Thus, the critical question is whether the portion of a chemical pesticide that ultimately becomes excess or residue is a "pollutant" at the time it is released from the point source, or whether it becomes a "pollutant" only after the pesticide has served its intended purpose and the excess takes on the character of "waste." The court of appeals identified no provision of the CWA that speaks directly to that question. The court's conclusion that the CWA unambiguously foreclosed EPA's inter pretation-notwithstanding the Act's silence as to the temporal issue of when such pesticide loses its character as product and becomes a pollutant; EPA's past practice of not requiring permits for such discharges (p. 2, su pra); and FIFRA's specific regulation of pesticide use (pp. 3-4, supra)-reflects an erroneous application of Chevron.

b. The court of appeals also erred in holding, con trary to EPA's rule, that the CWA term "biological ma terials" unambiguously encompasses biological pesti cides. Pet. App. 18a-20a. As the Ninth Circuit previ ously concluded, the CWA is ambiguous on whether that term, read in conjunction with the other items specified in the definition of "pollutant," includes all biological material (waste or not) within its scope. See Association to Protect Hammersly, Eld, & Totten Inlets v. Taylor Resources, Inc., 299 F.3d 1007, 1016 (2002) (holding that natural byproducts of live mussels grown on harvesting rafts were not "biological materials"). The court below nevertheless found clear congressional intent to include biological pesticides within the term "biological materi als," even though few biological pesticides existed at the time Congress adopted this definition. Compare Pet. App. 18a-19a, with 71 Fed. Reg. at 68,486. The court of appeals' decision also creates the peculiar result that, although a chemical pesticide (except for excess or resi due) applied to waters for pest control is not a "pollut ant," a biological pesticide applied to the same waters in the same manner for the same purpose is a "pollutant." That result is particularly anomalous in light of EPA's assessment that biological pesticides generally pose less serious adverse environmental consequences than chem ical pesticides. Ibid.; see Valent Biosciences Amicus Br. 11-12.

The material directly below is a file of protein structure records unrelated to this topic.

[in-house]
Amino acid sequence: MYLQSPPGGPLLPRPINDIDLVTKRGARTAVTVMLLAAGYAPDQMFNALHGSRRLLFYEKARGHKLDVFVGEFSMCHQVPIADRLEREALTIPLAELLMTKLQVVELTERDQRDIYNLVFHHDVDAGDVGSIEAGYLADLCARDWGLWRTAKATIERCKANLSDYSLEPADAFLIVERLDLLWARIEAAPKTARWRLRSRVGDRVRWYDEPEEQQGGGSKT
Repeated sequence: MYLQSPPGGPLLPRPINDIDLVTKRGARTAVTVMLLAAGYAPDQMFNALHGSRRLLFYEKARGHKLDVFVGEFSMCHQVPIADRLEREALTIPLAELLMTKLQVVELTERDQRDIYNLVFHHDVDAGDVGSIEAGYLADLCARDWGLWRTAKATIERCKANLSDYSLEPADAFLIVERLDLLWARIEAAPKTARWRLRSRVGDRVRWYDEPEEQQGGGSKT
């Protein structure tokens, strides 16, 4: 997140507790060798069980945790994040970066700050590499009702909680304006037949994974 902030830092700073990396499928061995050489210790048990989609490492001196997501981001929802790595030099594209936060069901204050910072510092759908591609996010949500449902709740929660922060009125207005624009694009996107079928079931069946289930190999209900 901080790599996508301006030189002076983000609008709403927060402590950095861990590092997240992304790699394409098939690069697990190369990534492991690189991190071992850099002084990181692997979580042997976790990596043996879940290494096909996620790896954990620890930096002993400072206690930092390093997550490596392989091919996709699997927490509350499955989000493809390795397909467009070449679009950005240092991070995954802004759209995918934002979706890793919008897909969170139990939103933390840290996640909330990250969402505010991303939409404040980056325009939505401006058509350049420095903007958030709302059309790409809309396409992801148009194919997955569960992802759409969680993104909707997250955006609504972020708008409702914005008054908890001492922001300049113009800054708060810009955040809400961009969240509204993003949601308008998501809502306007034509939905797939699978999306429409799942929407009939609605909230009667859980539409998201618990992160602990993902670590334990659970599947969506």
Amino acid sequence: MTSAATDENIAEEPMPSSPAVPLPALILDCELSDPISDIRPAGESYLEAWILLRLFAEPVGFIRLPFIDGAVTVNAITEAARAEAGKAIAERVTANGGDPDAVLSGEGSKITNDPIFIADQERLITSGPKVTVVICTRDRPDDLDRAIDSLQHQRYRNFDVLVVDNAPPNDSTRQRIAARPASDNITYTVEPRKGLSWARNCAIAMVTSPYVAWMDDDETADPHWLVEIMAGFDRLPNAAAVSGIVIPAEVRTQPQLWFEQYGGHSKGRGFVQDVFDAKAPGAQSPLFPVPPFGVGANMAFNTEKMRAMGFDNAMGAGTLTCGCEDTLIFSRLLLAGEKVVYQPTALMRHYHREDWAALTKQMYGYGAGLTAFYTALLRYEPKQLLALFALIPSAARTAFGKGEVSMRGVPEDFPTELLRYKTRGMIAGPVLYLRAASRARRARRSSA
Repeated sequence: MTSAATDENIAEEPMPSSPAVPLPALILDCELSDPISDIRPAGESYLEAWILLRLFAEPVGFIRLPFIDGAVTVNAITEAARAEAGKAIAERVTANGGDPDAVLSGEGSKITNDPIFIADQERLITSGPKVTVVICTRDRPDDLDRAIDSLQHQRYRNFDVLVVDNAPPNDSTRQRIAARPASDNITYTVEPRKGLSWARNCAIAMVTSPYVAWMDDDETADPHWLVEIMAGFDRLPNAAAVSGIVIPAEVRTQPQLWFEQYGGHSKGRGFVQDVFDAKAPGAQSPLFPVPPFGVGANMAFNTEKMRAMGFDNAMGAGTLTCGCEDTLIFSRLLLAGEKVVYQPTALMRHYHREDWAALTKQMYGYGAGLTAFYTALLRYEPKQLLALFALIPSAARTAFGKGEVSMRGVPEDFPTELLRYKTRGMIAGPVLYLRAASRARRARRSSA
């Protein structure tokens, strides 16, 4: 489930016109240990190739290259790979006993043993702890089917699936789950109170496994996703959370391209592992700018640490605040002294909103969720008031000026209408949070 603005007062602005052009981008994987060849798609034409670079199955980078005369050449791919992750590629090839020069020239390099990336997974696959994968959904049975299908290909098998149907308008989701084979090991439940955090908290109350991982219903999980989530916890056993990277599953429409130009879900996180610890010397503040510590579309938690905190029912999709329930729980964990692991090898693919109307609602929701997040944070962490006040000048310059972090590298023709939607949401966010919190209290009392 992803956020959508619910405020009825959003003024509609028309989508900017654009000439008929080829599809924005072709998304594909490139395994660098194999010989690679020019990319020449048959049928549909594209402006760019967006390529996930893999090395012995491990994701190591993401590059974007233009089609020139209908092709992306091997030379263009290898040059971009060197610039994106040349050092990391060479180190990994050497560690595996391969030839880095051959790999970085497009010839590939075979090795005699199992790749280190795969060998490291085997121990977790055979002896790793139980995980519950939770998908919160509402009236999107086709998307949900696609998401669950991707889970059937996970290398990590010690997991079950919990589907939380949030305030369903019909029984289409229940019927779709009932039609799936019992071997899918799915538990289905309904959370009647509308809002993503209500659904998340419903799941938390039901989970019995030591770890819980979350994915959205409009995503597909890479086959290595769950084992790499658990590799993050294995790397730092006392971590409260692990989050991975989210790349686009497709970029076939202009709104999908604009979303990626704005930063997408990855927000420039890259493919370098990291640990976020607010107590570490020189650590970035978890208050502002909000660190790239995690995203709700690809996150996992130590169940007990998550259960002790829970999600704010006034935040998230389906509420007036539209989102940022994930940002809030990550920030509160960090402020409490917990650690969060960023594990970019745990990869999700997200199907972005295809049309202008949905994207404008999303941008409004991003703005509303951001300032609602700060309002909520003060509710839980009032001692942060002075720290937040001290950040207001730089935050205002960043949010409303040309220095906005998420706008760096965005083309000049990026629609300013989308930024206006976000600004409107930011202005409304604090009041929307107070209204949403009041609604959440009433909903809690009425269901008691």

c. Notwithstanding the court of appeals' errors, the decision below does not warrant this Court's review. The court of appeals recited the correct standard under Chevron and did not purport to articulate a new analytic framework for review of agency rules. Pet. App. 9a-10a. The result below does not conflict with a decision of this Court or any other court of appeals. The court below was the first to review the validity of EPA's 2006 final rule, and no court of appeals has held that pesticide ap plications to navigable waters resulting in chemical resi due or involving biological pesticides do not require an NPDES permit. See pp. 4-5, supra. And, as explained below (pp. 15-16, infra), EPA is in the process of fash ioning a regulatory response to mitigate the impact of the court of appeals' decision.

2. In addition to challenging the court of appeals' application of Chevron principles to EPA's rule, petition ers in No. 09-533 contend that the court's interpretation of the CWA term "chemical waste" conflicts with this Court's decision in Burlington Northern & Santa Fe Railway v. United States, 129 S. Ct. 1870 (2009), and with the Second Circuit's decision in Cordiano v. Metacon Gun Club, Inc., 575 F.3d 199 (2009). Pet. 17- 22. Petitioners' reliance on those decisions is misplaced.

In Burlington Northern, the Court interpreted the phrase "arrange for disposal" as used in the Compre hensive Environmental Response, Compensation, and Liability Act of 1980 (CERCLA). Specifically, the Court held that a manufacturer had not "arrange[d] for dis posal" of pesticide that had spilled during its transfer from the delivery truck to the customer's storage tanks. 129 S. Ct. at 1875-1879. Relying on the intent element implicit in the CERCLA term "arrange for," the Court explained that the manufacturer had not entered into the transaction with "the intention that at least a portion of the product be disposed of during the transfer pro cess." Id. at 1880.